This is Guthrie Chamberlain, Your Guide to Wisdom
What Does God Want - God Wanted A Family - Daily Wisdom/:
What Does God Want? - God Wanted A Family
Today, we will begin a new, much shorter series that, over the next 8-9 weeks, will answer the question, What does God want? Throughout this series, I will cover the entire Bible in a story overview so we can understand more clearly what God’s story is about. The last couple of messages in this series will be about the Gospel and Discipleship. Much of the information will be familiar, but from a slightly different perspective from your concept of an overview of God’s Word. As such, we will look at various Scriptures as crucial touchpoints throughout the story.
What does God want?
It sounds like a simple question, but it’s really not if you give it some thought.
Why? Well, for starters, you must know who’s asking the question. (different action poses) People will ask this question for a lot of various reasons. Is it a cry of anger from someone in pain? Perhaps it’s a barely audible whisper that surfaces from deep sadness. Is the motivation curiosity? Or is it just prompted by the desire to reflect and think deep thoughts? It’s not difficult to see that giving the correct answer depends on why the question is being asked.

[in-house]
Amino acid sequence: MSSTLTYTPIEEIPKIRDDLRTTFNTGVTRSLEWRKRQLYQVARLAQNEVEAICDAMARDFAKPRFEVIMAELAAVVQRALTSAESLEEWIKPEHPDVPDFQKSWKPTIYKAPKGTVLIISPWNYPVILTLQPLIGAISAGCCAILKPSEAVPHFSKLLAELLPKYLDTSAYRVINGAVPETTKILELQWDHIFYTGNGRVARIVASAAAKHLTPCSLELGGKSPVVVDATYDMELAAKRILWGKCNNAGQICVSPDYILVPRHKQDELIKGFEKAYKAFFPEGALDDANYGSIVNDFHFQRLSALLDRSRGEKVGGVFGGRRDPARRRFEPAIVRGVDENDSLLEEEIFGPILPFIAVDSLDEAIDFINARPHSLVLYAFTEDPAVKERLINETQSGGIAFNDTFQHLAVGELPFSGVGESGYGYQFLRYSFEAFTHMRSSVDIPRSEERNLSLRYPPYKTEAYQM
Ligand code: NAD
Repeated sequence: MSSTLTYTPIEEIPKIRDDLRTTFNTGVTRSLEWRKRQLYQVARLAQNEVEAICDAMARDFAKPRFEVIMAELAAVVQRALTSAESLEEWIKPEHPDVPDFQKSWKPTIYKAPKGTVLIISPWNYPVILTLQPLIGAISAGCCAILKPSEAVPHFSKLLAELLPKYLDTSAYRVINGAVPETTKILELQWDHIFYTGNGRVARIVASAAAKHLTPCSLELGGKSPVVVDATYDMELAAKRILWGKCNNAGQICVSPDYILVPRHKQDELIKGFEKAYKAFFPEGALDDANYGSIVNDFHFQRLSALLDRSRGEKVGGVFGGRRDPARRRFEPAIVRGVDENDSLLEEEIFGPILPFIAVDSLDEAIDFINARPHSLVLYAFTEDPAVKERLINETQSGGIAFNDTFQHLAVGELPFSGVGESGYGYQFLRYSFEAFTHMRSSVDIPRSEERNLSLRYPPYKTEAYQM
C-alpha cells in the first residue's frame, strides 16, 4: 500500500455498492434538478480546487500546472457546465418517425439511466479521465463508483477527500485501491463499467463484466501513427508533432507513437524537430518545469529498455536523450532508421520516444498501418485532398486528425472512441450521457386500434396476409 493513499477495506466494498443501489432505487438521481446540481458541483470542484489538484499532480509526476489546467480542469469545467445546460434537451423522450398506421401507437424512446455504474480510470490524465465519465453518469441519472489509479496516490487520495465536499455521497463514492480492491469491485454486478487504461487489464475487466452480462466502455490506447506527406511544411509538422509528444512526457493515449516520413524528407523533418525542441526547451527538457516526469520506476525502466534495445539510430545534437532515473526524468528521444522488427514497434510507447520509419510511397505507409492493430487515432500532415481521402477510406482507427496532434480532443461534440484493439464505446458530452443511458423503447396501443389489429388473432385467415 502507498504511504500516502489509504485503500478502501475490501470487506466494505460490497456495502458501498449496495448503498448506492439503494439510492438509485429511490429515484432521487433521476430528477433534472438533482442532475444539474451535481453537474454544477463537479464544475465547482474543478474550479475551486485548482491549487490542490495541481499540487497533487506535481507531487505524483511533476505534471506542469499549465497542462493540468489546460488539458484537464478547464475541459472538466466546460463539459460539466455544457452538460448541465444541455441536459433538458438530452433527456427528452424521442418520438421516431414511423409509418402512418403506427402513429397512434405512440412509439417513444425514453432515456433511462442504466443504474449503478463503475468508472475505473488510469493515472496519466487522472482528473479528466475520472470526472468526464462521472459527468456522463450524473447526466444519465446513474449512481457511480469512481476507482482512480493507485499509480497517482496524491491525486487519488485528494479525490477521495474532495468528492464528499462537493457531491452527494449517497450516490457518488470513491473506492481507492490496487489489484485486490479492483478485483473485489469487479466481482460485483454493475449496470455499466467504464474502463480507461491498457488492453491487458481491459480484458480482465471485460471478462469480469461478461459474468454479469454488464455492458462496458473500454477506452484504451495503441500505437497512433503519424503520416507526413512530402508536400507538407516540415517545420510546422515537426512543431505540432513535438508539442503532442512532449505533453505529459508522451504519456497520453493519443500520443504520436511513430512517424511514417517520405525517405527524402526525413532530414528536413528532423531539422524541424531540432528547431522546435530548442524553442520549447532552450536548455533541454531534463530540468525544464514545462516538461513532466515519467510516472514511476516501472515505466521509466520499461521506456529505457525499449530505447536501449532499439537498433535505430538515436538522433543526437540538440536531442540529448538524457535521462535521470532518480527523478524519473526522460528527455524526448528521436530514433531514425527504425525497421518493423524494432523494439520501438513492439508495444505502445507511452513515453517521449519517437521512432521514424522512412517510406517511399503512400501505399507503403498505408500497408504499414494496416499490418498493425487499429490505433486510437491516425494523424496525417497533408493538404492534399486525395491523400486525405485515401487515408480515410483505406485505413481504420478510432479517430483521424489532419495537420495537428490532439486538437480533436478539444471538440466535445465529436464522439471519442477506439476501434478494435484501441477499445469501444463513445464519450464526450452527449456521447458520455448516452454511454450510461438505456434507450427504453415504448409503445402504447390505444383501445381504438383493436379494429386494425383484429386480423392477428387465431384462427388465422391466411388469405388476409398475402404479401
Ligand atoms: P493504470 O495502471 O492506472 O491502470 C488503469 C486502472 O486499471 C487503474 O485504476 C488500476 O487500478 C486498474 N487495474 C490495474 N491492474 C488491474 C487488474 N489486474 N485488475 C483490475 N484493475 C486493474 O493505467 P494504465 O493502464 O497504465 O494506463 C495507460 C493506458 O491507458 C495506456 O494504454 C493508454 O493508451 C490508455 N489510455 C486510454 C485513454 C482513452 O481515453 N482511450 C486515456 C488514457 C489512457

Since, at this moment, I’m the one asking the question; it’s easy to clear that up, at least from my perspective. But first, let me tell you what isn’t motivating me. I’m not asking the question because I don’t know the answer./ I do./ From the overarching aspect of this series,/ I know the answer for everyone,/ at least in God’s response concerning us. And that’s precisely how I’m asking it. I’m asking it to help you think about some essential things. When I ask, “What does God want?” I’m asking: What does God want when it comes to every person in the human race? What does he want regarding me, my life, and your life?
Before I get to the answer, it’s pretty evident that the question is from a religious perspective. Questions about God naturally get filed in that folder. I’ve raised the question and will answer it because I’m interested in God. Many people still are,/ though they may not be interested in church. That’s fine, since you don’t need the latter to be interested in this question. I am speaking not necessarily from a pastor’s perspective but from a lifetime of Bible studies. So, since I’m the one asking, my answer, as close as possible, should be Biblical. That narrows the focus a bit more. My goal will be to explain how the Bible would answer the question, “What does God want?” Now for the answer. It’s simple. God wants you.